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Sexual function is recognized as an important factor determining quality of life and dysfunction in neurological patients may significantly add to the burden of their disease. Any disruption in the sexual response cycle results in sexual dysfunction (SD). Laboratory testing should be tailored according to patient symptoms and risk factors. Fasting glucose and lipid profile may be measured to assess atherosclerotic risk factors for erectile dysfunction (ED). Oral drugs should be considered as first-line therapy for neurogenic ED. There are fewer evidence-based therapeutic options for treatment of female SD. However it is an area of increasing interest and marketing of therapies by pharmaceutical companies. Therapies relate to treatment of sexual desire, arousal, orgasm and/or sexual pain. The term hypoactive sexual desire disorder (HSDD) is used to describe low sexual desire and distress, and many therapies aim to address this aspect of female sexual function.
There are a number of neurological diseases which have an effect on bowel function. This chapter provides an overview of gastrointestinal (GI) physiology, with reference to the hindgut and pelvic floor. It addresses the problems caused by common neurological diseases. The intra-abdominal GI tract is varied, and divided into the organs of stomach, small intestine and large intestine. Bowel dysfunction affects approximately 80% of those with spinal cord injury (SCI) and causes more of a problem than urinary and sexual dysfunction in a third of individuals with SCI. Neurological diseases such as SCI or MS frequently impair CNS control of the gut. The difference between the neural control systems for bowel and bladder is underlined by the differing effects of such diseases on the two systems. Supraconal SCI tends to cause difficulty with evacuation of feces in addition to fecal incontinence, but predominantly difficulty with urinary continence.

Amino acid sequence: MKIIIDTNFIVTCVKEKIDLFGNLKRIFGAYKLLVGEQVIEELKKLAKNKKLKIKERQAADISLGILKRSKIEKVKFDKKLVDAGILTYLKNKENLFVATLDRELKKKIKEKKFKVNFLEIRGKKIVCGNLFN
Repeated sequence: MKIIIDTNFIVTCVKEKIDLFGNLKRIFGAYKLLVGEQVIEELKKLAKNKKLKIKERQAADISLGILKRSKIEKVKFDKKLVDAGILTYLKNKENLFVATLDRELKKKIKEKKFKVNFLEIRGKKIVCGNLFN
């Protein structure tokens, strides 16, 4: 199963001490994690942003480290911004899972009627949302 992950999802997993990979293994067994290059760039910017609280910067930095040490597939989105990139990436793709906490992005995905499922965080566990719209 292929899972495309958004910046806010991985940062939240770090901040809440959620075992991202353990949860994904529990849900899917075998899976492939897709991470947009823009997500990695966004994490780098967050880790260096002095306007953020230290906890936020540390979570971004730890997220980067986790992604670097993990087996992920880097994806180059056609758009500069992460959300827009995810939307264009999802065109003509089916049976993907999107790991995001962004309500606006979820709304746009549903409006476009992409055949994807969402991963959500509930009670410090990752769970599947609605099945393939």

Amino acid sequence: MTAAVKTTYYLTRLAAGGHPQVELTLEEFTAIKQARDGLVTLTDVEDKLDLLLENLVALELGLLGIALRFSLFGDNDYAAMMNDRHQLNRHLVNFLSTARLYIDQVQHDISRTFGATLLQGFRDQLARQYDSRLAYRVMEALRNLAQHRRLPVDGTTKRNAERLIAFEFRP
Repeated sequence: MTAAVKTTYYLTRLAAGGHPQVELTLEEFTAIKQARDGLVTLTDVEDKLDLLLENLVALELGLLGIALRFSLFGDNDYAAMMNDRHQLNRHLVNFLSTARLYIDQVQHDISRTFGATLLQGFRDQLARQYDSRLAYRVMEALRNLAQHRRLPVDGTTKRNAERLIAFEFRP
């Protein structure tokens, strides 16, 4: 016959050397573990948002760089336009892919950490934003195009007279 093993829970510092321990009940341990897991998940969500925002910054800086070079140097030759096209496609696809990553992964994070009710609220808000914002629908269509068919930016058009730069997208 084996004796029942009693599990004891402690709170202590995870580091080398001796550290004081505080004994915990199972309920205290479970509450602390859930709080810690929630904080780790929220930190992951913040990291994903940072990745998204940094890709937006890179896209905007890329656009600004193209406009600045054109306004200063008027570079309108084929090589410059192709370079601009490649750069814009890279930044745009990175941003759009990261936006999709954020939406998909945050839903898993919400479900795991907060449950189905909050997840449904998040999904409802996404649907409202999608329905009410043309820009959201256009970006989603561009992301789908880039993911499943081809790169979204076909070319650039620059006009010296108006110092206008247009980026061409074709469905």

This chapter describes the different surgical procedures for managing a neurogenic bladder. The procedures include electrical stimulation, bladder and urethral reconstructive surgery, bladder outlet obstruction management and the treatment of stress urinary incontinence. Electrical stimulation to manage bladder dysfunction in patients with neurological disorders has been used since 1950. Electrical stimulation therapies include intravesical electrostimulation, sacral neuromodulation and sacral anterior root stimulation with selective sacral rhizotomy. Cutaneous continent diversions may be performed in neurological patients, mainly in the young myelomeningocele patient or those with spinal cord injury (SCI) who cannot perform clean intermittent self-catheterization (CISC) via the urethra because of congenital abnormalities, urethral pain, obesity, strictures or poor hand mobility. Finally, the chapter describes the suprapubic catheter (SPC), and sphincter surgery, which relieves bladder outlet obstruction due to external urethral sphincter contraction.
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